The tragic death last fall of Seattle mountaineer Carl Skoog has triggered a wave of fond remembrance from those who knew him, and memorial pieces in the magazines that so often featured his photography. On October 17, 2005, Skoog was killed in a ski-mountaineering accident in South America. Skoog, along with British Columbia's Rene Crawshaw, was attempting the first complete ski descent of the south face of Argentina's Cerro Mercedario when he fell.
The 46-year-old Skoog was best known as a photographer whose images adorned the covers of dozens of magazines and catalogs. But to those who knew him, it was Carl Skoog's skill in the mountains as a skier and alpine climber, his disarming friendliness, and his abiding love of mountaineering that truly defined him.
"His photography was amazing," said his brother, Gordy Skoog, "but he was not only a photographer. He had the goods to back it up. Climber, skier, alpine traveler--he could do it all. For Carl, his photography was not so much a career, or even a way to make a living. It was all about being in the mountains."
Together with his brothers Gordy, 53, and Lowell, 49, Carl (the youngest) made up a family of alpine climbers who posted so many important ascents and descents in the Cascades they arguably are the most successful climbing siblings since Fred and Helmy Beckey's exploits in the 1940s. All three brothers grew up in the Seattle area, where separately, and in pairs, and occasionally all together, the three made important first ascents, first descents and pioneering traverses in the mountains of the Pacific Northwest. But it was Carl who continually sought to make his living in the mountains, first by guiding, then through photography.
Skoog had already made significant first descents such as the Mowich Face on Mount Rainier (via the Edmunds Headwall with Andrew Mclean, Armond DuBuque and Doug Ingersoll) and the North Ridge of Mount Baker (with Rene Crawshaw), and the North Ridge of Forbidden Peak in the North Cascades (with brother Lowell). Skoog was a frequent traveler to South America, a place he felt at home. And it was during his attempt to make the first complete descent of the south face of Argentina's 22,210 foot Cerro Mercadario with Canadian skier Rene Crawshaw when the fatal accident occurred.
The precise cause of the fall is not known. Crawshaw reported that he heard Carl, who was behind and above him, say "Whoa!" Crawshaw said Skoog fell, with little or no apparent attempt at self arrest, and then began to tumble. Skoog fell more than 4,500 vertical feet. By the time Crashaw reached his fallen friend at the bottom of the big slope, Skoog was dead. An autopsy performed by Argentine officials showed that among Skoog's traumatic injuries was a broken neck. That has led his brothers to deduce that Carl might have sustained a mortal injury soon after he lost control.
"We'll never really know for sure," said Carl's brother, Lowell. "I skied with Carl a lot on steep ground I know that on that kind of terrain he usually skied with a Whippet, and often carried an ice ax stuck in his harness, like a sword, so he could belay himself while taking photos. The fact that Rene said he saw little or even no effort to arrest the fall makes us think that at some point Carl was knocked unconscious or otherwise became unable to save himself."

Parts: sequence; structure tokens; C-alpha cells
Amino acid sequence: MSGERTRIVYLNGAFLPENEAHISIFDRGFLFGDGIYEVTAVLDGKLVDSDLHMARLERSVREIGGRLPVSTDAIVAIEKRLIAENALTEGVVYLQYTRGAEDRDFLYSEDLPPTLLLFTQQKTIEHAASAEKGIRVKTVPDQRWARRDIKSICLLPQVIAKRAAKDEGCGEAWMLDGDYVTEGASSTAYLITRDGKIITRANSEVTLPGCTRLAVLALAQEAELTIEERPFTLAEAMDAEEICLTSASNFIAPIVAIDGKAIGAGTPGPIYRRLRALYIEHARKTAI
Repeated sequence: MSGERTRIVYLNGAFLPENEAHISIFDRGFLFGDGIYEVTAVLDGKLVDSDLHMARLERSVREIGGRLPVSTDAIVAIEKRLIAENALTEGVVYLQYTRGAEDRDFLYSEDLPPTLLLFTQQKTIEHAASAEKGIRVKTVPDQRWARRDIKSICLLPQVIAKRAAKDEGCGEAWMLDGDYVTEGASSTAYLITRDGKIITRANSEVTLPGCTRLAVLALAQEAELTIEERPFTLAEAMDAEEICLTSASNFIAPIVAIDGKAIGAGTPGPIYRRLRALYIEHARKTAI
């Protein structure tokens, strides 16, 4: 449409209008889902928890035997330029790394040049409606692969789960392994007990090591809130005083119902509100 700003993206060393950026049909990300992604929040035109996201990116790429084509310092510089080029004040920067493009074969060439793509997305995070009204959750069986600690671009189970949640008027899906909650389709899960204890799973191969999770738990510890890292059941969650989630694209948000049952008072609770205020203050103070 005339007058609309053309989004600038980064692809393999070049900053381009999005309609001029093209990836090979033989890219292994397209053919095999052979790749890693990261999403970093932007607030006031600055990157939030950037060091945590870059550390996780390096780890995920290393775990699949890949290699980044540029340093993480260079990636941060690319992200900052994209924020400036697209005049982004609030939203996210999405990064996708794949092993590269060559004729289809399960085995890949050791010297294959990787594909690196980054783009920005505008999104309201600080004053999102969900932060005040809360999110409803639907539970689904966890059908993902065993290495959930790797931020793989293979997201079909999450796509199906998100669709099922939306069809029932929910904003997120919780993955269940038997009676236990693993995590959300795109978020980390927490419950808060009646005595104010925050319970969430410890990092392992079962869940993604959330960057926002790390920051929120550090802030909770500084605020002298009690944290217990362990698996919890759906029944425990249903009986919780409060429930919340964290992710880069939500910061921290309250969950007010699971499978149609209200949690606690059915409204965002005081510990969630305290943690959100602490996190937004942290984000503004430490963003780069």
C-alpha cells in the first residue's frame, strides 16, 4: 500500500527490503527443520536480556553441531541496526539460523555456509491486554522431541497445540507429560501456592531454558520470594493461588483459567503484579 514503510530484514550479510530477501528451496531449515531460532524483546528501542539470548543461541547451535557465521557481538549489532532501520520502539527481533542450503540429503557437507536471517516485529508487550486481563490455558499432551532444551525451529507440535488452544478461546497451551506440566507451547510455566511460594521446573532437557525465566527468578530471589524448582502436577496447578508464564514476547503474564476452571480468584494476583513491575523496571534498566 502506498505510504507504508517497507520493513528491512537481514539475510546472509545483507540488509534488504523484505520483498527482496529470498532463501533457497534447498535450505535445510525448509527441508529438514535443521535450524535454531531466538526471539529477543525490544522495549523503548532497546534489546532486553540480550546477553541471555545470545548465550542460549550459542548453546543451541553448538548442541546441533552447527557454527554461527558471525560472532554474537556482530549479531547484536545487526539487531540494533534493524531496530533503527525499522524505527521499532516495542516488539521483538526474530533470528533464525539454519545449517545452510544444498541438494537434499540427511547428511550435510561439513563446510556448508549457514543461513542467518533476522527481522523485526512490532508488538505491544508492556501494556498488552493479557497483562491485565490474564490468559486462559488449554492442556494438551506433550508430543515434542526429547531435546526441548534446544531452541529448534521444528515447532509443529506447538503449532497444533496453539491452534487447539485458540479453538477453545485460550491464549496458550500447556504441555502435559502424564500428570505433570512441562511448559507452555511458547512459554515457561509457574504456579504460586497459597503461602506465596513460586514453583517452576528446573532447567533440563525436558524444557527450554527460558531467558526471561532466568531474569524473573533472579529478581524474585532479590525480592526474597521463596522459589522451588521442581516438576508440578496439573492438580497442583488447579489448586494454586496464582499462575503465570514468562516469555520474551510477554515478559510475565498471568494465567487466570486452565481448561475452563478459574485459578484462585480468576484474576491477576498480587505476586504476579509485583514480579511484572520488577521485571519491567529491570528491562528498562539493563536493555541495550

The Skoog family learned of the tragic accident when the U.S. state department called Lowell Skoog in Seattle.
"I never had any illusions about the dangers of mountaineering," Lowell Skoog said later, "and I have lost many friends in the mountains. I knew it could happen. But it was frankly shocking for me to learn about Carl's accident by that telephone call from Buenos Aries. I was not even aware he was down there."
Gordy Skoog said that he met the news with outright disbelief. "I just thought, no, you can't be telling me this, this couldn't have happened to Carl."
Gordy and Lowell, along with two older brothers, their mother and their older sister, have had to face the untimely death of their kid brother, but the tragedy has touched many people. The accident triggered an outpouring of affection from Carl's many friends, and a desire to commemorate both the legacy of Carl Skoog's mountaineering accomplishments and his extensive body of work as a photographer.
"Even after his death," said Gordy Skoog, "we are learning that his photographs continue to be published. And his images are not always of skiers or climbers. Carl had a real love of the desert southwest, of South America, of the culture of many foreign countries where he climbed and skied. The breadth of subject matter in his library of images is pretty amazing. We're trying to figure out how to keep that alive."
"The thing that impresses me," said Lowell Skoog, "was even while he was doing pioneering traverses and first descents, Carl would be the guy taking the pictures. So besides having the skill and strength to accomplish the objective, Carl was packing all that photo gear, he was stopping to take pictures, he was thinking about the light and the composition. When you consider the remote places he went, the steep descents and long traverses he made, that's no small achievement."
"Carl could do something like the Mowich face on Rainier, but he'd also do things like ski the Ptarmigan Traverse in a day, just to see if he could. Together, Carl and I pioneered a network of routes linking the big icefields and glaciers of the Cascades from Glacier Peak almost to the Canadian Border, with extensions on either side of the Cascade Crest. Carl could go both steep and far, that's rare, and that really says it all."
"He was definitely the calm in the middle of the hurricane," said Andrew McLean, the Salt Lake City skier and author who skied the Fuhrer Finger route on Mount Rainier with Carl, and then went on to do the first ski descent of the Mowich Face with him as well.